Wednesday, November 25, 2009

Cream Cheese Spritz Cookies

Hands down, these are my favorite Christmas cookies. I usually only make them once a year because there isn't a single healthy thing about these gems. Today I'm breaking my rule though and busting these out for Thanksgiving.

Cream Cheese Spritz Cookies
2 cups butter, softened (real, honest to goodness butter - no fake stuff!)
6 oz. cream cheese, softened (and not the light stuff)
2 cups sugar
2 egg yolks
2 tsp. vanilla extract (say it with me everyone, "the real stuff")
4 1/2 cups flour (I use a bit more or less depending on how my dough forms that day)
1 tsp. salt

Heat your oven to 350 degrees. Cream together the butter and cream cheese. Add sugar and beat till light and fluffy. Add egg yolks, and vanilla. Gradually add the flour and salt. About half way through, you'll have to stir it in by hand unless you're using a Kitchen Aid type mixer.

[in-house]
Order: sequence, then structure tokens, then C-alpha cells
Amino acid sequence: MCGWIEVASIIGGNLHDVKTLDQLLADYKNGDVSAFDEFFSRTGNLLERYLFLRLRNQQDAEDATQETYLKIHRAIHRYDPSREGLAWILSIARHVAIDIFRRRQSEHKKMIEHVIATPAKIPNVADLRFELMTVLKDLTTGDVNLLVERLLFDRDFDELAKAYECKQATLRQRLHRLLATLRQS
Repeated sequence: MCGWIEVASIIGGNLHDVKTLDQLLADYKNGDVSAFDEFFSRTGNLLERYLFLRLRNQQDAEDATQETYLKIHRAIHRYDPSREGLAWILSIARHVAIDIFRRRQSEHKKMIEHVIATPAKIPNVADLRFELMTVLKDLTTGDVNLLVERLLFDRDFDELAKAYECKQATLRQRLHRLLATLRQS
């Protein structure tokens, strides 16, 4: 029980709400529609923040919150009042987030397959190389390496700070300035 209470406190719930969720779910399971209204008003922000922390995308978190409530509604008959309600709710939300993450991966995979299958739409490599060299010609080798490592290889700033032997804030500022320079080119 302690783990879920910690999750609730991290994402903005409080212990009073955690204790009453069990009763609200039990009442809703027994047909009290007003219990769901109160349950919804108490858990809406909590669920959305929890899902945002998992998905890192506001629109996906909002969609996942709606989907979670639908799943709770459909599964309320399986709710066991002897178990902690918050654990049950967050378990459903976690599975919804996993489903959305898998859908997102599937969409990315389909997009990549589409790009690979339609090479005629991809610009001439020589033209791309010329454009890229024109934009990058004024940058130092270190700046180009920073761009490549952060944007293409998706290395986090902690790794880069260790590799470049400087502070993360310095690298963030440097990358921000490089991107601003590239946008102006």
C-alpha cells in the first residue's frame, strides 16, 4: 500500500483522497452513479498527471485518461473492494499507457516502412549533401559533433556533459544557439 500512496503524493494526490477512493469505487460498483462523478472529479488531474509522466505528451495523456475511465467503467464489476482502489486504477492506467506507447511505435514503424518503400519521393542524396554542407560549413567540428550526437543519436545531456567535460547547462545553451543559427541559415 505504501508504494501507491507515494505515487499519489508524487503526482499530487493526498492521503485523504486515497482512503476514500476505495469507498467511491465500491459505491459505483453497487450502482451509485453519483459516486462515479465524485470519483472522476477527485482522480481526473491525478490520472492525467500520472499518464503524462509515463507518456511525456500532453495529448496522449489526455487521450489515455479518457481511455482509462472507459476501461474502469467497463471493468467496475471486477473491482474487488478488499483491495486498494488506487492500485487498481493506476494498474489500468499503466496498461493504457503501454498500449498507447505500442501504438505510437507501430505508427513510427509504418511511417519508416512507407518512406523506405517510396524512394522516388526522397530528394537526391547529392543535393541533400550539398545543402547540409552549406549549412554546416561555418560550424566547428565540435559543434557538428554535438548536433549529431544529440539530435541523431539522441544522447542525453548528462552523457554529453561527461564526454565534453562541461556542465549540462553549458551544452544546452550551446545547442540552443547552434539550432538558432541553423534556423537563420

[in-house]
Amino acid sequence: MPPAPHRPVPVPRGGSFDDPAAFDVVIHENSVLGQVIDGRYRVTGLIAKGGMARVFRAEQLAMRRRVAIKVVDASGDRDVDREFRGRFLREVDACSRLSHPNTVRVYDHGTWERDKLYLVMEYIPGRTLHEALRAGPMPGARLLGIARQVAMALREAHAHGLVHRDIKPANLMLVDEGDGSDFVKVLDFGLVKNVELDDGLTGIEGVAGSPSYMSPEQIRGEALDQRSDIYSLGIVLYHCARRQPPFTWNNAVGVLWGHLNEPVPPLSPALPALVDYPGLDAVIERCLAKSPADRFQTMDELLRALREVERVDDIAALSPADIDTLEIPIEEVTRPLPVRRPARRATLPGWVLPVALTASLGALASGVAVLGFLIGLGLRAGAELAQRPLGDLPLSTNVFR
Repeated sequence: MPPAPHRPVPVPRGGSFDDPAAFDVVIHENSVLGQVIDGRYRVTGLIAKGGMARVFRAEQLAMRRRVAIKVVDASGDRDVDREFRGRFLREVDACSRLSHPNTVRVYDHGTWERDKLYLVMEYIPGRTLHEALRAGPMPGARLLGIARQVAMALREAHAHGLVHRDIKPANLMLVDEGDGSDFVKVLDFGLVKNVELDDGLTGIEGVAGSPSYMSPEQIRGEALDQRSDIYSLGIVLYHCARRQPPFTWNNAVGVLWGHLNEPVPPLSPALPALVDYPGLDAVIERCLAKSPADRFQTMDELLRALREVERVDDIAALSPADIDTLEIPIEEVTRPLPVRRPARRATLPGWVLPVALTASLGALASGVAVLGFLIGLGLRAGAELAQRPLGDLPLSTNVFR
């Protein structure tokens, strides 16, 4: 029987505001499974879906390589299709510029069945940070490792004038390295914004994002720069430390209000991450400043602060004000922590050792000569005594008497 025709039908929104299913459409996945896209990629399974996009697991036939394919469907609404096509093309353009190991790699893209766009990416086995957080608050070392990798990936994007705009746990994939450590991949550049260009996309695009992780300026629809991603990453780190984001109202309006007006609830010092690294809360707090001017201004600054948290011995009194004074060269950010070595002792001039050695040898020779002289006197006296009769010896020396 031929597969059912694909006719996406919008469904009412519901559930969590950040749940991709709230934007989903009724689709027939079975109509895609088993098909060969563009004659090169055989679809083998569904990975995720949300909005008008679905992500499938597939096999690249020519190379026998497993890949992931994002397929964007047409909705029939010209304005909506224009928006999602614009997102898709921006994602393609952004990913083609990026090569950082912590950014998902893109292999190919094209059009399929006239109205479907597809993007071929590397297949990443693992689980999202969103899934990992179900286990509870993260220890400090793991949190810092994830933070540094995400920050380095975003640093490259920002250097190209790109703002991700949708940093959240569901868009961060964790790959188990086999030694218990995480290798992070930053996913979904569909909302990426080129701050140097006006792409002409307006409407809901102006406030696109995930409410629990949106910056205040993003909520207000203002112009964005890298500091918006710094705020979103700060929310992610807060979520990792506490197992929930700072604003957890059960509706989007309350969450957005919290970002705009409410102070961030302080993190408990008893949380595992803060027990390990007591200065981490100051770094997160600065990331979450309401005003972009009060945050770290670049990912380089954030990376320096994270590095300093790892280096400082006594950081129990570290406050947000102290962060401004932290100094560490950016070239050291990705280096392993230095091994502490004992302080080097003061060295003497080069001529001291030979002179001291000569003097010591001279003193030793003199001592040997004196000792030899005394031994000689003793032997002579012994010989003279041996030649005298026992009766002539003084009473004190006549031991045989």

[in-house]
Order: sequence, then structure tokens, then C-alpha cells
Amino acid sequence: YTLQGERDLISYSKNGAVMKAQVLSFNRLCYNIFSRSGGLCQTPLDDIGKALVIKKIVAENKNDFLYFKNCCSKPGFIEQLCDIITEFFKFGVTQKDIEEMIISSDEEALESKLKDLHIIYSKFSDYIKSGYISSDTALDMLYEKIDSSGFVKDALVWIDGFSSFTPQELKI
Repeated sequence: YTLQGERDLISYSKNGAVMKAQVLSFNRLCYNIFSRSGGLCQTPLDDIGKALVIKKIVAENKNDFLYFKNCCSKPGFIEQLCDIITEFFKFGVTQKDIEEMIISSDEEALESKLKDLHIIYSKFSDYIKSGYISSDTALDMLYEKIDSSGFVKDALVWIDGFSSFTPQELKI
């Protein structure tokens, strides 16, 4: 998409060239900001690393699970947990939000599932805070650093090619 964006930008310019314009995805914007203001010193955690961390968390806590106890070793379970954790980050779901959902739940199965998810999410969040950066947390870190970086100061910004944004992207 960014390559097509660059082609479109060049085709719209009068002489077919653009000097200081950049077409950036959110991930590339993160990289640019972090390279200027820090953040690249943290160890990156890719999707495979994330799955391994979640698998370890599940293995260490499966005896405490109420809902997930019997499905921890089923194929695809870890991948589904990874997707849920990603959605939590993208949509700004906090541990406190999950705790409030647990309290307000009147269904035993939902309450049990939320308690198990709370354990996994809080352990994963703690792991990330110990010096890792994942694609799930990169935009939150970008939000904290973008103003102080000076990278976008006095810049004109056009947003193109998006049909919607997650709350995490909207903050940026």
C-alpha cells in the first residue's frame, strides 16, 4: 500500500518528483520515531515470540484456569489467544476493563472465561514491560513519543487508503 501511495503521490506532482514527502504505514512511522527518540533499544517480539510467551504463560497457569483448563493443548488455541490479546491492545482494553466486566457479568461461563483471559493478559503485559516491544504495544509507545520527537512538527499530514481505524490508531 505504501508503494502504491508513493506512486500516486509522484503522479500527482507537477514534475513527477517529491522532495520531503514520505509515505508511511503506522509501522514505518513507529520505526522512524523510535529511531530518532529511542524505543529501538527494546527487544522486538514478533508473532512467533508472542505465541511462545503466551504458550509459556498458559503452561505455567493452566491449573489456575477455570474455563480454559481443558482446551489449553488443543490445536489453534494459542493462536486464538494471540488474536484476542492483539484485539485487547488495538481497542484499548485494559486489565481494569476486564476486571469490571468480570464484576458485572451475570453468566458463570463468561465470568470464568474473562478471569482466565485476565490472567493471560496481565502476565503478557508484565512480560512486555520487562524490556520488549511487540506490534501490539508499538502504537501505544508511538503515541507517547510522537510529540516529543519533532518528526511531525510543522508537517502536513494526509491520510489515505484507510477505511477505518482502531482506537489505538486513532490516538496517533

Using a cookie press, press on to cool, ungreased cookie sheets and bake 12 - 15 minutes.

**Some hints that might help. 1. Use a huge mixing bowl. 2. Fill the cookie press and then stick it in the fridge for a while so the dough can firm up. 3. You could also add some lemon or orange zest for a different flavor. Drizzling them with chocolate would be amazing too.

Happy baking!

Wednesday, November 11, 2009

Trying my hand at a mistreatment

I'm so excited. I made my first window mistreatment just like Nester showcases here. That woman is the queen of mistreating windows and they all look fabulous. Before finding her blog, I actually thought I was doomed to whatever selection I could find at my local Target or Penny's. I had no idea something so easy could look so fabulous.